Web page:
Increasing Precision When Pipetting Protein Samples: Assessing Reliability of the Reverse Pipetting Technique

Handheld pipets are commonplace in any laboratory and are used in the vast majority of applications. They are extremely diverse and are available with fixed or adjustable volumes, single or multichannels, as well as manual or electronic formats. The most commonly used handheld pipets operate via piston-driven air displacement, which moves liquid through the creation of a momentary change in pressure. The incorporation of two piston stopping points facilitates the complete dispensing of even the smallest droplets. Depression of the piston to the first of these points dispenses a volume of air equal to the volume set on the pipet. The plunger can then be depressed to the second stopping point, providing a blow-out volume, which ensures that all of the liquid volume held in the pipet is fully dispensed.

Liquid transfer process

As a seemingly straightforward process, liquid transfer actually poses a number of issues. The majority of these stem from the different properties of liquids—density, vapor pressure, viscosity, and surface tension—and how they interact with the material or the orifice bore of the pipet tip. These different liquid properties and applications therefore have a direct impact on the pipetting technique that should be used.

Liquid properties

Since the composition of any liquid influences its ability to be accurately dispensed, users need to take suitable measures to ensure that accuracy and precision are always maintained. A range of different solvents, from aqueous solutions to volatile compounds, need to be pipetted for various applications. A high liquid density will impose a greater force on the gas space between the liquid and the piston, meaning that a smaller volume will be drawn into the pipet tip. In addition, high-vapor-pressure liquids will begin to evaporate directly after aspiration into the tip. Liquids with a low surface tension, as well as viscous solutions, often leave a thin film on the walls of the tip, which will move more slowly than the rest of the liquid mass.

The selection of the correct tip, along with the right pipetting technique, can make these difficult solutions much easier to handle. Most liquid types can be dispensed using forward pipetting (Table 1). However, reverse pipetting is recommended with viscous liquids, as well as small volumes, to eliminate the effect of liquid retention on data integrity.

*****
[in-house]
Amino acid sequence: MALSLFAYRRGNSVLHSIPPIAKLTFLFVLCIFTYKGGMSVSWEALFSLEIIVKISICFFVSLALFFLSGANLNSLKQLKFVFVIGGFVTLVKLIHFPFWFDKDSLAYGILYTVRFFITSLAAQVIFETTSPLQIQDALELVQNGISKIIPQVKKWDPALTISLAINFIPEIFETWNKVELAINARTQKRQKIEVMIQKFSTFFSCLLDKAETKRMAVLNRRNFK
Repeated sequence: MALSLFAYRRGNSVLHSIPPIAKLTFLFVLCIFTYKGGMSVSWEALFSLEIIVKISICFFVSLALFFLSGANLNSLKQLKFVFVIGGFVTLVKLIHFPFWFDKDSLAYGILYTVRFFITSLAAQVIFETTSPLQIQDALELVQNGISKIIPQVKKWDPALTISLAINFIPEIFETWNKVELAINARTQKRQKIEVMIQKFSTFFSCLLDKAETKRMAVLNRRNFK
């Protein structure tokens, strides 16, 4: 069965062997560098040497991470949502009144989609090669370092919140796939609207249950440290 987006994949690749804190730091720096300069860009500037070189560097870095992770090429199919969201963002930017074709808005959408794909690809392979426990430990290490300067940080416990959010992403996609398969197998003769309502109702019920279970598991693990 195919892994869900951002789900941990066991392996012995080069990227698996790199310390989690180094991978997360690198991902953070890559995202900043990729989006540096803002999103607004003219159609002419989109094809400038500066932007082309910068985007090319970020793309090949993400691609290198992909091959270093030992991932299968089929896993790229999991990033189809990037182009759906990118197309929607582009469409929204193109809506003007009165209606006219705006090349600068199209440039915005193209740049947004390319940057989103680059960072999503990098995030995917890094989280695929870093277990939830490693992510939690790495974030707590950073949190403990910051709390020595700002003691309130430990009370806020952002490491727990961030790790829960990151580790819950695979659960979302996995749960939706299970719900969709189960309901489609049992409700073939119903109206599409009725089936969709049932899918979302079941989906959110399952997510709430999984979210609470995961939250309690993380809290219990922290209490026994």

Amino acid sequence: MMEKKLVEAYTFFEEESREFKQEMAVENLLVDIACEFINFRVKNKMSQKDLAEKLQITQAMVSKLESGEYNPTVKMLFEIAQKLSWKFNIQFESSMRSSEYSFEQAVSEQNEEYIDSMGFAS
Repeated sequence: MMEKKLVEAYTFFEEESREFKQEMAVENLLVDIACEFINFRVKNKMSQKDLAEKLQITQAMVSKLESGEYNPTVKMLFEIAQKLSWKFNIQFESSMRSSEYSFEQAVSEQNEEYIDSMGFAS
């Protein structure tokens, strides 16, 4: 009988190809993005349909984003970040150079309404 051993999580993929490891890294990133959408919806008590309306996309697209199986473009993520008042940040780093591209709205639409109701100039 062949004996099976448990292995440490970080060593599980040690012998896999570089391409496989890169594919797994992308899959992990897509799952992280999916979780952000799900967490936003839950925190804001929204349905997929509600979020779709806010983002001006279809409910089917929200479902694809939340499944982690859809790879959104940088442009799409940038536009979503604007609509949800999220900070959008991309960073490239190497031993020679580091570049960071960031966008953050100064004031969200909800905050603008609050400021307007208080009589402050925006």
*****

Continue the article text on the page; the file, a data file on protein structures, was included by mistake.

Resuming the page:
Pipetting technique

Pipets have been designed to ensure that accurate volumes are always effectively dispensed. Small-volume Thermo Scientific Finnpipettes (Thermo Fisher Scientific, Vantaa, Finland) incorporate a super-blow-out function to ensure the complete delivery of any microdroplets from the pipet tip. This is accomplished by the incorporation of a separate blowout piston, which delivers excess dispensing force to remove even the smallest droplets.

Figure 1 - Forward and reverse pipetting techniques.

Many biological solutions, such as bovine serum albumin (BSA), can foam up in the pipet tip or sample vessel, which can cause a deviation from the specified volume. In addition, BSA flows more slowly through the pipet tip orifice due to hydrophobic interactions with the tip material. Use of the reverse pipetting technique can improve the precision when pipetting such solutions, since it aspirates a volume that is greater than that set. The excess liquid acts as a reservoir to even out the sequential volumes, thus maintaining the integrity and subsequent reliability of data with these liquid types. This technique also prevents air from passing through the tip orifice at the end of the dispensing step, reducing the possibility of foaming. As a result, reverse pipetting is especially useful for the highly precise dispensing of small volumes. The differences between the forward and reverse techniques occur in the way in which the liquid is aspirated and dispensed (see Figure 1).